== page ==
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Welwitschia mirabilis (Tree Tumbo)


Scientific Name

Welwitschia mirabilis Hook. f.

Common Names

Tree Tumbo, Tumboa, Welwitschia


Tumboa bainesii, Welwitschia bainesii, Tumboa strobilifera

Scientific Classification

Family: Welwitschiaceae
Genus: Welwitschia


Wonderful, weird, strange, bizarre, fascinating, and unique are the words used to describe Welwitschia mirabilis. It has only two opposite leaves produced from marginal grooves on the crown, each splitting into many parallel sections and twisting. The leaves continue to grow throughout the entire life of the plant. They are broad, strap-shaped, and may reach a length of 13 feet (4 m) and over. The stem is unbranched, woody, and up to 20 inches (50 cm) tall. W. mirabilis is a species with separate male and female plants.


USDA hardiness zone 9b to 11b: from 25 °F (−3.9 °C) to 50 °F (+10 °C).

How to Grow and Care

At first glance, it would appear that Welwitschia would be almost impossible to grow, but this is only partly true. Welwitschias can be grown easily, even as pot plants and even on window sills and verandas in cooler climates. Once established, the plant will grow steadily and is relatively disease-free. The most crucial stage is during its first eight months after germination, when it is prone to a fungal attack. Also, as it is not a true succulent, it should not be treated as one. It is dependent on additional water from its roots, and if grown in a pot, care should be taken that the soil does not dry out completely.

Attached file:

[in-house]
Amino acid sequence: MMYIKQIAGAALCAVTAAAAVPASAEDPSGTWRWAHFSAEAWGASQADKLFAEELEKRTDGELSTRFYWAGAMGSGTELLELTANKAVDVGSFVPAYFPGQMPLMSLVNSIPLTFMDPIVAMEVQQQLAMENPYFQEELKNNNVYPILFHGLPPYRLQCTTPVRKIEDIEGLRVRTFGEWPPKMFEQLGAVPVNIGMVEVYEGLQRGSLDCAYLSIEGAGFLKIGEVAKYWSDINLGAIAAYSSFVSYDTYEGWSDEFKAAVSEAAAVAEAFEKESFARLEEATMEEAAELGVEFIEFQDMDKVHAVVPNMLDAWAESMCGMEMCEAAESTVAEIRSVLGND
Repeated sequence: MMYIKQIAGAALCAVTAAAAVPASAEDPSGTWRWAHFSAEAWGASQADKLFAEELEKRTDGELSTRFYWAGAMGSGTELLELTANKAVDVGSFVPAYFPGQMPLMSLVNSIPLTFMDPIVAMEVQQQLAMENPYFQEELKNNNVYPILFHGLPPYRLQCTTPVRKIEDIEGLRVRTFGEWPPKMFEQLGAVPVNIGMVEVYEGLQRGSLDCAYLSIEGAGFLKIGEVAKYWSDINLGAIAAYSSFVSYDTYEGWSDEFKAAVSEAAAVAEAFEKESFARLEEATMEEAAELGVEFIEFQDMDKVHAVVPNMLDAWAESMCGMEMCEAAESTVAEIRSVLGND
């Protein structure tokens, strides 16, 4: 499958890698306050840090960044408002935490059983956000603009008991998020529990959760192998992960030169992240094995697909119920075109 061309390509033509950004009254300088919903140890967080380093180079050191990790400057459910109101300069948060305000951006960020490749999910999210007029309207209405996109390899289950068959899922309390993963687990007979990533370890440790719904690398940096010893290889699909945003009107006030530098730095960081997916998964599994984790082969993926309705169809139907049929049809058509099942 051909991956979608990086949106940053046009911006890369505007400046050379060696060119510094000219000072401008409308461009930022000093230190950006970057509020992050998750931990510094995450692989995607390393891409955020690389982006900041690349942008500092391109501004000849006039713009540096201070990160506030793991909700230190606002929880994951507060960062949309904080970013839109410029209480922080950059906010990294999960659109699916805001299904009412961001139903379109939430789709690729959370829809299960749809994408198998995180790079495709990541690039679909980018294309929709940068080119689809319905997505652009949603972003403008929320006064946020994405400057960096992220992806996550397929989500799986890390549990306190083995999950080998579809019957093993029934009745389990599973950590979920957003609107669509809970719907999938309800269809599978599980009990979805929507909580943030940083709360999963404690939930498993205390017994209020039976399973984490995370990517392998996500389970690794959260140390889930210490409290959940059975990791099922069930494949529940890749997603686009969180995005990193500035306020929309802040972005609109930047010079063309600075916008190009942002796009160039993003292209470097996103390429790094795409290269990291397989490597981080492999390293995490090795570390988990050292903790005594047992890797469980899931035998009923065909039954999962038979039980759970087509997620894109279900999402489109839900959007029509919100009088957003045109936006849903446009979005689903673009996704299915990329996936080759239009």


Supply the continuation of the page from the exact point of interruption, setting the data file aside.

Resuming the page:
When growing Welwitschia, a few important factors are considered: the long taproot, its dependence on extra moisture, and the soil used. See more at: How to Grow and Care for Welwitschia.


Endemic to the Namib desert within Namibia and Angola.


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